When a reactor at Chernobyl exploded on April 26, 1986, residents in areas near the plant had little idea that their lives would be changed forever. When husbands and sons were called away, and soldiers started appearing in helicopters, they started to sense something was awry — but, for a while, nobody knew for certain the extent of nuclear catastrophe. Many thought there’d been an invasion and, in a sense, they were right. An invisible, silent enemy called radiation had slipped surreptitiously into their bodies, homes, and soil.
Land of Oblivion, a 2011 French/Ukrainian film directed by the French-Israeli Michale Boganim, offers a story inspired by the events and legacy of the Chernobyl disaster. In it, Quantum of Solace star Olga Kurylenko plays a woman from Pripyat (the town nearest Chernobyl) who lost her husband (who she’d married the day before) to the disaster; unable to escape her past, she works as a French-speaking tour guide for her old hometown.
If you dive into real historical accounts of the Chernobyl disaster, two themes stand out. One, how little civilians (and even soldiers) around the area were told about what had happened. Two, how many lives the Soviet government threw at “liquidating” the doomed plant.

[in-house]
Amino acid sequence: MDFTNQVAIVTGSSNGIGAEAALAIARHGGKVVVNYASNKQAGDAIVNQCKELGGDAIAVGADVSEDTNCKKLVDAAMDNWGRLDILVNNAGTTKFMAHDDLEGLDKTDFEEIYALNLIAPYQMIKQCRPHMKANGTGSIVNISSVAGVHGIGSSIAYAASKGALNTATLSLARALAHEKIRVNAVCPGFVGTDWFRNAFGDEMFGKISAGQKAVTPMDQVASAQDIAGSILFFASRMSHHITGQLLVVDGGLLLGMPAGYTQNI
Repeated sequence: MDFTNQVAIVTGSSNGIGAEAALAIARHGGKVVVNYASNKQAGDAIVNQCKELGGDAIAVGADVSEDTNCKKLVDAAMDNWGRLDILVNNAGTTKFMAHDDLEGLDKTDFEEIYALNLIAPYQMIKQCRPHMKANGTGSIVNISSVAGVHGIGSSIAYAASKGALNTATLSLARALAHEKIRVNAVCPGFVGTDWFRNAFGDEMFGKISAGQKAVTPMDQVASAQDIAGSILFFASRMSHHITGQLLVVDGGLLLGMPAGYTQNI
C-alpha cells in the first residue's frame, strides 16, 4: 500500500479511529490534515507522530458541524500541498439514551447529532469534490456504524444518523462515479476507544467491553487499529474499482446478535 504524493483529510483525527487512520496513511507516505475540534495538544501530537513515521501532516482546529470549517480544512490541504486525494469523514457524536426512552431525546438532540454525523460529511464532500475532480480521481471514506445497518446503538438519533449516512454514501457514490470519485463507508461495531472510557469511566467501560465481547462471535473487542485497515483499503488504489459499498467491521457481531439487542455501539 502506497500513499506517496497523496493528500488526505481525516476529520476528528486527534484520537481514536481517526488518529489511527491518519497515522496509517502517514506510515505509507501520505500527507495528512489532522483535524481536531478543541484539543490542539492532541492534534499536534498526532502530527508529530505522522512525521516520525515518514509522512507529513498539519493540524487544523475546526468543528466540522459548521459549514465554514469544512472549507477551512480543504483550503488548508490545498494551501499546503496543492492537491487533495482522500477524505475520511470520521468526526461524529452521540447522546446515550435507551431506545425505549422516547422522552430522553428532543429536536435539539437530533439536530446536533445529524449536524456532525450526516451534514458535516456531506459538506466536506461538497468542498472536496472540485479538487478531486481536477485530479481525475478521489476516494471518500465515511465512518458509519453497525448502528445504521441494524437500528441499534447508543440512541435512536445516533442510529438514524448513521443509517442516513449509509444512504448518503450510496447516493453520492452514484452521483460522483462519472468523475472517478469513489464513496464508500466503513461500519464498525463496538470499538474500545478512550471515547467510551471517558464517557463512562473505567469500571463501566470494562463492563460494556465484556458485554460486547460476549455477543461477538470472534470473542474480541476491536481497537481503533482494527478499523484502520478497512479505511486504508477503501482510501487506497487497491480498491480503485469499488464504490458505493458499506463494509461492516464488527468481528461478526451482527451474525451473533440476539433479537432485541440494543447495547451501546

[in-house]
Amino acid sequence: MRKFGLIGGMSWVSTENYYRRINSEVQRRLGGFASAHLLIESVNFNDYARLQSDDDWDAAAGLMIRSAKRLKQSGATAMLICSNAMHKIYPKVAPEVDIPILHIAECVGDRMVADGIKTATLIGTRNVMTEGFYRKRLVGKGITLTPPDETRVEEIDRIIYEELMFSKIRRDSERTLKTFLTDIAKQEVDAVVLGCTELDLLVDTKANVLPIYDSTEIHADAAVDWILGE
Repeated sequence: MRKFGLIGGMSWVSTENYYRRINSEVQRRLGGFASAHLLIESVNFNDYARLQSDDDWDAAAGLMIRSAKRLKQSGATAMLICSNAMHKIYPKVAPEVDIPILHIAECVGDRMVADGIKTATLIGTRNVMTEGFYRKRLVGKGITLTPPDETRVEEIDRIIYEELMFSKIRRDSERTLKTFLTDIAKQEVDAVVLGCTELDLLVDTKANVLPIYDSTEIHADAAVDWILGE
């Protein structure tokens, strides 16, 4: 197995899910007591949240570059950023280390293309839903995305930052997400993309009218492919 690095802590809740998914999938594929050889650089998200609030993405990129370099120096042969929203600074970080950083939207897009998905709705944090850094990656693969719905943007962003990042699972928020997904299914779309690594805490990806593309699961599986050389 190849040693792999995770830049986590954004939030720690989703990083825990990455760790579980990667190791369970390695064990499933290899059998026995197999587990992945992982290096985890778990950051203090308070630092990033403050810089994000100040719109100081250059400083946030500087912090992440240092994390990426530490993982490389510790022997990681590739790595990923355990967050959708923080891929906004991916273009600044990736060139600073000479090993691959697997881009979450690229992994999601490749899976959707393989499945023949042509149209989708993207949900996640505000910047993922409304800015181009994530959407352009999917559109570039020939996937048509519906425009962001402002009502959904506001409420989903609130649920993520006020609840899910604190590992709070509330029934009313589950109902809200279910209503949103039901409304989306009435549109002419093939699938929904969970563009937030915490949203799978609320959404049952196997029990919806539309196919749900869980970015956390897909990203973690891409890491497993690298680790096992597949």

Land of Oblivion stays remarkably faithful to those themes and historical context. It’s a film that silently, like the radiation that plagued Chernobyl, explores the sources and lasting impacts of the trauma around the nuclear disaster. As if lifted out of the pages of Sveltana Alexeivich’s Voices from Chernobyl, we see people obliviously go about their lives as radiation rains down upon them in an information vacuum, which then transitions to scenes of soldiers shooting people’s pets, wives mourning for lost husbands, and child survivors getting bullied for their unique status.
Besides historical accuracy (at least compared to other non-documentary films about Chernobyl), Land of Oblivion is even more remarkable in that much of it was actually filmed in the Chernobyl exclusion zone. The logistics of this I can’t even begin to imagine, but this setting gives the film an additional sense of authenticity.
If you’re looking for a movie that really explores the legacy of Chernobyl in an accurate way, or want to watch what’s likely the only non-documentary film to date that’s actually shot in the Chernobyl exclusion zone, Land of Oblivion should be on your radar.
Land of Oblivion (French: La Terre outragée)— Ukraine and France. Dialog in Russian, Ukrainian, and French. Directed by Michale Boganim. First released September 2011. Running time 1hr 55min. Starring Olga Kurylenko, Andrzej Chyra, and Nikita Emshanov.
Want to watch Land of Oblivion? Stream it on FilmDoo!